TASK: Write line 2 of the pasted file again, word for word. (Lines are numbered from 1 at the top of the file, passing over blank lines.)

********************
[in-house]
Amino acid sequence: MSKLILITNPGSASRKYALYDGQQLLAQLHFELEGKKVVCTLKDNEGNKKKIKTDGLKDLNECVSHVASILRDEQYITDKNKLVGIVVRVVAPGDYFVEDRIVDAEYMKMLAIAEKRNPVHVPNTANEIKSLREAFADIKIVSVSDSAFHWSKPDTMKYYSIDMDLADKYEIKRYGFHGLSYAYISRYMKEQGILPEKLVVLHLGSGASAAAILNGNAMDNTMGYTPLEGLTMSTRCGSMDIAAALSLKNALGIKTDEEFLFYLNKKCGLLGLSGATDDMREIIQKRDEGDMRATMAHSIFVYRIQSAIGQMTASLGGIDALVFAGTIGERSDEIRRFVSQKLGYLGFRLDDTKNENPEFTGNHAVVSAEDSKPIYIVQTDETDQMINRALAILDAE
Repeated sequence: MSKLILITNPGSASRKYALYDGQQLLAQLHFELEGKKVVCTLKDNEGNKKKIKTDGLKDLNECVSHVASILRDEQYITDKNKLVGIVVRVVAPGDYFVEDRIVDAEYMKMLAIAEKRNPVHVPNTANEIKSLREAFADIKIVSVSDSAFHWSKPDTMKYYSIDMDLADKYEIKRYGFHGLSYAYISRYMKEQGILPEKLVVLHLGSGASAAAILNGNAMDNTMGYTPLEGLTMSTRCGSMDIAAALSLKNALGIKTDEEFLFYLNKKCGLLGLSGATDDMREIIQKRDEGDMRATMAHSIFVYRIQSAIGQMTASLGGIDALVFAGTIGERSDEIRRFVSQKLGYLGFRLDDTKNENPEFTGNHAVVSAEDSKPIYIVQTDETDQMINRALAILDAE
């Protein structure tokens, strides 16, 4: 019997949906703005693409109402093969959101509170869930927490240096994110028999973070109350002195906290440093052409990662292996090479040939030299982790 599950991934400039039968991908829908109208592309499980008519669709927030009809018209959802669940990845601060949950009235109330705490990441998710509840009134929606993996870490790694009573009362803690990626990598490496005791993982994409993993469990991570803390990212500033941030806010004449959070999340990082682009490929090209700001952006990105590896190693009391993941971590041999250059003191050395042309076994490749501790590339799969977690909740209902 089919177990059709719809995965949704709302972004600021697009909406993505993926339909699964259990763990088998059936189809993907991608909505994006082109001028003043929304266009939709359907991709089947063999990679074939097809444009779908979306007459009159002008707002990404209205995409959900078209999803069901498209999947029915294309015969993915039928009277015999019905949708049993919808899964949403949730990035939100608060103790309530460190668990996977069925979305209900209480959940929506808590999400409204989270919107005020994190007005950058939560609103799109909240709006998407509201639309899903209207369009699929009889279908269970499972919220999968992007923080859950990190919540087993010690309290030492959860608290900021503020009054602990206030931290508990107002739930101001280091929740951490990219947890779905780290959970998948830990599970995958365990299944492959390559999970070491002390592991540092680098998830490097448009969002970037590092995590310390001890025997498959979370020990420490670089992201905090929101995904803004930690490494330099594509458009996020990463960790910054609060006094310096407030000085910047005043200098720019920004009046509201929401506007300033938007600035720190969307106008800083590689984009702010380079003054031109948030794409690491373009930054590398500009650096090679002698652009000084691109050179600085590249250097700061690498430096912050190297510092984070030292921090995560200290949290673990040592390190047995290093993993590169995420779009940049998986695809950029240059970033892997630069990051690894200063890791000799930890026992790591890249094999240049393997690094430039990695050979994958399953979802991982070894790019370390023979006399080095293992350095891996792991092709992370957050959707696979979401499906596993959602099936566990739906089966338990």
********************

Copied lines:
Amino acid sequence: MSKLILITNPGSASRKYALYDGQQLLAQLHFELEGKKVVCTLKDNEGNKKKIKTDGLKDLNECVSHVASILRDEQYITDKNKLVGIVVRVVAPGDYFVEDRIVDAEYMKMLAIAEKRNPVHVPNTANEIKSLREAFADIKIVSVSDSAFHWSKPDTMKYYSIDMDLADKYEIKRYGFHGLSYAYISRYMKEQGILPEKLVVLHLGSGASAAAILNGNAMDNTMGYTPLEGLTMSTRCGSMDIAAALSLKNALGIKTDEEFLFYLNKKCGLLGLSGATDDMREIIQKRDEGDMRATMAHSIFVYRIQSAIGQMTASLGGIDALVFAGTIGERSDEIRRFVSQKLGYLGFRLDDTKNENPEFTGNHAVVSAEDSKPIYIVQTDETDQMINRALAILDAE